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The Nobel Prize–winning author of Thérèse Desqueyroux shares fascinating insights through correspondence with Albert Camus, Jean Cocteau, and others.
Best known as France’s great Catholic novelist, François Mauriac was also a playwright, poet, critic, journalist, and member of the Académie Française. He was an influential public intellectual who criticized the Catholic church for supporting Francisco Franco and opposed French rule in Vietnam. As a columnist for Le Figaro, Mauriac engaged in a famous dispute with Albert Camus about the course of France after its liberation from Nazi occupation.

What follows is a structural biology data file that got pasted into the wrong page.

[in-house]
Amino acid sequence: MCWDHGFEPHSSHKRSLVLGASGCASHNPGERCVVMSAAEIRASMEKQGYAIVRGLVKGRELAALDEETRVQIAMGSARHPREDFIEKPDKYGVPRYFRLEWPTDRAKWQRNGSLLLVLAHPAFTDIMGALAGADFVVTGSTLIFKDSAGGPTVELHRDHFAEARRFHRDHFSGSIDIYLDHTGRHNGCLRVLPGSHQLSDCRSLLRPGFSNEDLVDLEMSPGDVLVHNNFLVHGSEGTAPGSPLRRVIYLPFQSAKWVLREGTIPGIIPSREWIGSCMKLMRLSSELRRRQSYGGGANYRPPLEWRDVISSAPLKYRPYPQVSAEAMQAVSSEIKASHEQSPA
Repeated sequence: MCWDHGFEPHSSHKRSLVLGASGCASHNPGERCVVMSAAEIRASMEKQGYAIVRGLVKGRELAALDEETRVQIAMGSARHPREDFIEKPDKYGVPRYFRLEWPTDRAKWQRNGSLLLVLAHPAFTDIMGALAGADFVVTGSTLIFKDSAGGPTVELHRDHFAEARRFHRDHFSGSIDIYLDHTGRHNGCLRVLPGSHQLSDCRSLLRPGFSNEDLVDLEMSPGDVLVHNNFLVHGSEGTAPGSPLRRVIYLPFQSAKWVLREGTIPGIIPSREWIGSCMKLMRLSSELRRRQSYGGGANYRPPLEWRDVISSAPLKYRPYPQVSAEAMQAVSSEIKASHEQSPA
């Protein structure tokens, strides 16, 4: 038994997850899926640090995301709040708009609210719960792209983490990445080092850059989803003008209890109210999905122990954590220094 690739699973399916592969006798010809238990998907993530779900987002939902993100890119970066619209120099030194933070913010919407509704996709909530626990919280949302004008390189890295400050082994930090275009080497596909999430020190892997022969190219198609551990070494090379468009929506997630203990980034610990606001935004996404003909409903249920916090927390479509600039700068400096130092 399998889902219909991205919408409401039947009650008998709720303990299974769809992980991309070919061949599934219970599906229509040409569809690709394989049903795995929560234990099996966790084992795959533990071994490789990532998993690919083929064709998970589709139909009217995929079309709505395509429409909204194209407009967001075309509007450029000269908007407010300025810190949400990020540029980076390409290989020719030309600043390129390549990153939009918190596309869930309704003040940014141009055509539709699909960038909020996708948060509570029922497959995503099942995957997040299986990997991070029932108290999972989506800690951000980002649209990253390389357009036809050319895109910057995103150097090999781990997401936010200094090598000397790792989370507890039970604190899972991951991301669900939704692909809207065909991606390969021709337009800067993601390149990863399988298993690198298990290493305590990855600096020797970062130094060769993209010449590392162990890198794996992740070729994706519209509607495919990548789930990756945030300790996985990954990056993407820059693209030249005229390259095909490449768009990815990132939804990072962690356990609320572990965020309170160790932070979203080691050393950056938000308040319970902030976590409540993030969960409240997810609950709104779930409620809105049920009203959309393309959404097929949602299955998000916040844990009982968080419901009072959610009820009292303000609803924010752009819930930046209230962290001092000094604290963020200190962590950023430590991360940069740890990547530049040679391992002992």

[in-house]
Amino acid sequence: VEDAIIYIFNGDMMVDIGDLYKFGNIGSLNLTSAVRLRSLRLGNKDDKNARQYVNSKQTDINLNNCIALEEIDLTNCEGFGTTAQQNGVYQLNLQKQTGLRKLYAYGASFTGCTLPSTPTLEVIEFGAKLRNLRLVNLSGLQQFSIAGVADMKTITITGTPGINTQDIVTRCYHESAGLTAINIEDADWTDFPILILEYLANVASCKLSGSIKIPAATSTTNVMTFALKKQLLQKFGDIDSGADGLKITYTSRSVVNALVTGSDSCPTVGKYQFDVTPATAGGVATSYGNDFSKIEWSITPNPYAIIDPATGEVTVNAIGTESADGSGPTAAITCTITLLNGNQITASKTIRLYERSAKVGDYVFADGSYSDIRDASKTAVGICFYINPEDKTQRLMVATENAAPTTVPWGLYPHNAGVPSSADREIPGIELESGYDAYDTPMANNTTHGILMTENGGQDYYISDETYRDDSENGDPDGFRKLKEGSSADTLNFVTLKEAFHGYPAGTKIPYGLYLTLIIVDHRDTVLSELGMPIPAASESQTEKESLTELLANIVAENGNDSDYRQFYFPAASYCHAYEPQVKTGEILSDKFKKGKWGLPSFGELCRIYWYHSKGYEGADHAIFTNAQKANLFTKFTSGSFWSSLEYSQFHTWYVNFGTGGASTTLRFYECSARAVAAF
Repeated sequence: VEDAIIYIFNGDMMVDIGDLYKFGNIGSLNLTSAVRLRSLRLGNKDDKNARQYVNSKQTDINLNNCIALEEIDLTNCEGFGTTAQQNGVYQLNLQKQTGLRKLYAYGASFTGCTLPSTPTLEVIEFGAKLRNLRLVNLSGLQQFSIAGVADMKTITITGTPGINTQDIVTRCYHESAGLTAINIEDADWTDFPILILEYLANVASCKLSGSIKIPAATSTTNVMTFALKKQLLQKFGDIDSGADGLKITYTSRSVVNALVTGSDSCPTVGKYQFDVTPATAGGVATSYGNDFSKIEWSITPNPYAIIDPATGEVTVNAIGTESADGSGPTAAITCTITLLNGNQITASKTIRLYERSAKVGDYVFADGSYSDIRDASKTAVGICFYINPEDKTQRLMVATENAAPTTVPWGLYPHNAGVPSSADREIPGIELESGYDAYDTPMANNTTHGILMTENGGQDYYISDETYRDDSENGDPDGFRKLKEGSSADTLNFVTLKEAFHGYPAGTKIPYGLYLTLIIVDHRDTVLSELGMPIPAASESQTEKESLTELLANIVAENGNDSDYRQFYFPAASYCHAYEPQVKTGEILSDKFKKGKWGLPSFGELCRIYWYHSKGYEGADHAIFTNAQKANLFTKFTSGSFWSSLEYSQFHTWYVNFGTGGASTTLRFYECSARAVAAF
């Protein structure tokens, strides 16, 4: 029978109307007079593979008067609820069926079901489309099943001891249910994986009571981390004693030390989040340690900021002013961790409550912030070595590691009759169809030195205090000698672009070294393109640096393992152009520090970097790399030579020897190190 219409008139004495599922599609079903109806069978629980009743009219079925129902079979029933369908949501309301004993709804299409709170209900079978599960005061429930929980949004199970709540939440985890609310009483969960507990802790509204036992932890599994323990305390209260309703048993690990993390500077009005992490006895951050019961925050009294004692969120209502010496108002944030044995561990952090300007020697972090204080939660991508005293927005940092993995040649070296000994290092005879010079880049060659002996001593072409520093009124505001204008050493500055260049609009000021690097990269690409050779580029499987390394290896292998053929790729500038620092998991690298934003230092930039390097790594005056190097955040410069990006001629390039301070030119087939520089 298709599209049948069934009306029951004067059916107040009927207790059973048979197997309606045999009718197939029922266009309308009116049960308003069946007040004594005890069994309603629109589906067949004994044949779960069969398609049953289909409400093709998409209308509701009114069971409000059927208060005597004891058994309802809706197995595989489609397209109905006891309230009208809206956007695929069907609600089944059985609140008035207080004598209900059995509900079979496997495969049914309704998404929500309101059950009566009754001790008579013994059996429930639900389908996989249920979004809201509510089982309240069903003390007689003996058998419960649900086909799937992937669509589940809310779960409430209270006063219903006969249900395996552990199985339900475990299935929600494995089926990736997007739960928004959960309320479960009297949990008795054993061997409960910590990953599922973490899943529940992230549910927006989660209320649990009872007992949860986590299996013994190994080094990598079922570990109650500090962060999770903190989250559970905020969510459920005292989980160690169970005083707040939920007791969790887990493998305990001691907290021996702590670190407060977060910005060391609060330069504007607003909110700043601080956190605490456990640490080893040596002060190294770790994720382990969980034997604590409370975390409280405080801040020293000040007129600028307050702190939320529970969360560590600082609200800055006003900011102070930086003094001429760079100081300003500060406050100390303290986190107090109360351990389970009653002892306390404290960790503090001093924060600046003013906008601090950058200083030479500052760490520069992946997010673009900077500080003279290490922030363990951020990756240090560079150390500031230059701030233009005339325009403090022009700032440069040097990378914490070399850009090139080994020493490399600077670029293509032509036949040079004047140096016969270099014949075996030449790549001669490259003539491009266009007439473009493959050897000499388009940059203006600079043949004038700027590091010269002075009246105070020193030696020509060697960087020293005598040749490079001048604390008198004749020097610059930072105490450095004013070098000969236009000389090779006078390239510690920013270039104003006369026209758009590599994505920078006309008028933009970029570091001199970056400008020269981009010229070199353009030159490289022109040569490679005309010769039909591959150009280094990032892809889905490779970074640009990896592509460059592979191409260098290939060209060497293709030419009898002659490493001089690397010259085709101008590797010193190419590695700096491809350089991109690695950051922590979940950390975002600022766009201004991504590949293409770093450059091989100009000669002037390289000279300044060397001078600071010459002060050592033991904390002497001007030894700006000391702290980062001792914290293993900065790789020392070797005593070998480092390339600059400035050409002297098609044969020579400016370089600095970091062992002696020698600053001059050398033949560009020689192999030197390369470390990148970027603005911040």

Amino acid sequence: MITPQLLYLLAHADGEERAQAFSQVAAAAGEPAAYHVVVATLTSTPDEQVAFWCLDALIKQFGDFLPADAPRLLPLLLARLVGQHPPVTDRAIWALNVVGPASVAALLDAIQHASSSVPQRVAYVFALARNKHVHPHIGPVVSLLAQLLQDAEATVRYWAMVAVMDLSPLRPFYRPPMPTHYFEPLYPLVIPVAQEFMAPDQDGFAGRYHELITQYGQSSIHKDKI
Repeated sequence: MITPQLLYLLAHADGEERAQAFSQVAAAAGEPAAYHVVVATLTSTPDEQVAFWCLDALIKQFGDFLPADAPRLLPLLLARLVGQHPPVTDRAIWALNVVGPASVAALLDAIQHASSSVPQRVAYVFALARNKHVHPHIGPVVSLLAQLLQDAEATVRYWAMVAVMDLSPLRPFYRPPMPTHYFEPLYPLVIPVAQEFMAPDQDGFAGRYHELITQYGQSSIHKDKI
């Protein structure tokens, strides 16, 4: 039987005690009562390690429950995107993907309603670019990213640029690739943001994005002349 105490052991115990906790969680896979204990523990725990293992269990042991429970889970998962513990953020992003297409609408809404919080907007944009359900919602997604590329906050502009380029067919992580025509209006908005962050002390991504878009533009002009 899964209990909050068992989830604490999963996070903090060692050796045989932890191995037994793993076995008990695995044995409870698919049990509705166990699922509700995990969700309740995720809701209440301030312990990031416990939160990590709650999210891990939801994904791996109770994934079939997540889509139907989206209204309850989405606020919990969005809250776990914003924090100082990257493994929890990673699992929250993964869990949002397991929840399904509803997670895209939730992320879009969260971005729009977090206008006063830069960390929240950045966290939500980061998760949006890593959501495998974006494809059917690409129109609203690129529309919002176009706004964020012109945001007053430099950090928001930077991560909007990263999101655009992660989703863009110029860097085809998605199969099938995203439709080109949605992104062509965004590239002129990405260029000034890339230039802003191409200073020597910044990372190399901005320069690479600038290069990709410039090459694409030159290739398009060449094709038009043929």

In this collection of letters, Mauriac delves into a variety of topics—from the death of Georges Bernanos to the correspondence between Paul Claudel and Andre Gide, and the Routier youth movement—in exchanges with fellow authors, artists, and intellectuals, as well as the readers of his various articles and columns.